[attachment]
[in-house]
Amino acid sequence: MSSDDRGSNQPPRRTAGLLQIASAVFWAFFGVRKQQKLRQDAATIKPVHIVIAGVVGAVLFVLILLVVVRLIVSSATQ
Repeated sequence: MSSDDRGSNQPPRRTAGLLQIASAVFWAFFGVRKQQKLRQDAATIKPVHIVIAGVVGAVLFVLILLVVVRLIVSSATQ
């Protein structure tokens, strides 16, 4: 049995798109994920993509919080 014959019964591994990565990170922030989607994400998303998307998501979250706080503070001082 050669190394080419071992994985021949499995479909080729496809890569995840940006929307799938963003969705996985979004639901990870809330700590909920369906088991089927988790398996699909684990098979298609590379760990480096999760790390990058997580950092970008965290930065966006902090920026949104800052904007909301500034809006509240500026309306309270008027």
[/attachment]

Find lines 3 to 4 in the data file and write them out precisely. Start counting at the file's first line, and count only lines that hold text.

Repeated sequence: MSSDDRGSNQPPRRTAGLLQIASAVFWAFFGVRKQQKLRQDAATIKPVHIVIAGVVGAVLFVLILLVVVRLIVSSATQ
């Protein structure tokens, strides 16, 4: 049995798109994920993509919080 014959019964591994990565990170922030989607994400998303998307998501979250706080503070001082 050669190394080419071992994985021949499995479909080729496809890569995840940006929307799938963003969705996985979004639901990870809330700590909920369906088991089927988790398996699909684990098979298609590379760990480096999760790390990058997580950092970008965290930065966006902090920026949104800052904007909301500034809006509240500026309306309270008027």